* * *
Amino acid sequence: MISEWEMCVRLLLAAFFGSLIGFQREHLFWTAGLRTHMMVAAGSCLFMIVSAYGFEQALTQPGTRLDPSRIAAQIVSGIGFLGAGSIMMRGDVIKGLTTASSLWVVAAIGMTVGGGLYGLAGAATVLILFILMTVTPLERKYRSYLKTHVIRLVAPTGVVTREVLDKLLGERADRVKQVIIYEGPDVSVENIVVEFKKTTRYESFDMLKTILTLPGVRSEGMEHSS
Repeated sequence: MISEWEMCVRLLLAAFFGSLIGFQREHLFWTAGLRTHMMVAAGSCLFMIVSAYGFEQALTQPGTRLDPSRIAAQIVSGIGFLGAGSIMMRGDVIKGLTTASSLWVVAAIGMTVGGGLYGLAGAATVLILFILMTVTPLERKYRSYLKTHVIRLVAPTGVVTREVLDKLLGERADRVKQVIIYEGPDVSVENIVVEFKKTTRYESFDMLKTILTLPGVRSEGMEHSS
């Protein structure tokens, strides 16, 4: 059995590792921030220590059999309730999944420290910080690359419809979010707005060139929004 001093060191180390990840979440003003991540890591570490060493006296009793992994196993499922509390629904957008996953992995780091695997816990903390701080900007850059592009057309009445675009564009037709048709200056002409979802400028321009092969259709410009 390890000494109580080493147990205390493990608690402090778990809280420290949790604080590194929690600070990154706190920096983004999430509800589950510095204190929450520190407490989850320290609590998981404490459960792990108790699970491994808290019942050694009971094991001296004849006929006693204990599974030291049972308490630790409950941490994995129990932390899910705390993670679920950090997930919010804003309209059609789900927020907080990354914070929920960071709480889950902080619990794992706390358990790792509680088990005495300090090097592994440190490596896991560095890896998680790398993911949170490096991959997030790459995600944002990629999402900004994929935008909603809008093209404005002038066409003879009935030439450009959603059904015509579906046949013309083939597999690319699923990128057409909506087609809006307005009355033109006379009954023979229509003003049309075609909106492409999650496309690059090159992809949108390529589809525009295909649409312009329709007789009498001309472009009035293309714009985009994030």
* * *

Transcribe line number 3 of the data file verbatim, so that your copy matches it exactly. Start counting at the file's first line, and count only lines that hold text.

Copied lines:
């Protein structure tokens, strides 16, 4: 059995590792921030220590059999309730999944420290910080690359419809979010707005060139929004 001093060191180390990840979440003003991540890591570490060493006296009793992994196993499922509390629904957008996953992995780091695997816990903390701080900007850059592009057309009445675009564009037709048709200056002409979802400028321009092969259709410009 390890000494109580080493147990205390493990608690402090778990809280420290949790604080590194929690600070990154706190920096983004999430509800589950510095204190929450520190407490989850320290609590998981404490459960792990108790699970491994808290019942050694009971094991001296004849006929006693204990599974030291049972308490630790409950941490994995129990932390899910705390993670679920950090997930919010804003309209059609789900927020907080990354914070929920960071709480889950902080619990794992706390358990790792509680088990005495300090090097592994440190490596896991560095890896998680790398993911949170490096991959997030790459995600944002990629999402900004994929935008909603809008093209404005002038066409003879009935030439450009959603059904015509579906046949013309083939597999690319699923990128057409909506087609809006307005009355033109006379009954023979229509003003049309075609909106492409999650496309690059090159992809949108390529589809525009295909649409312009329709007789009498001309472009009035293309714009985009994030």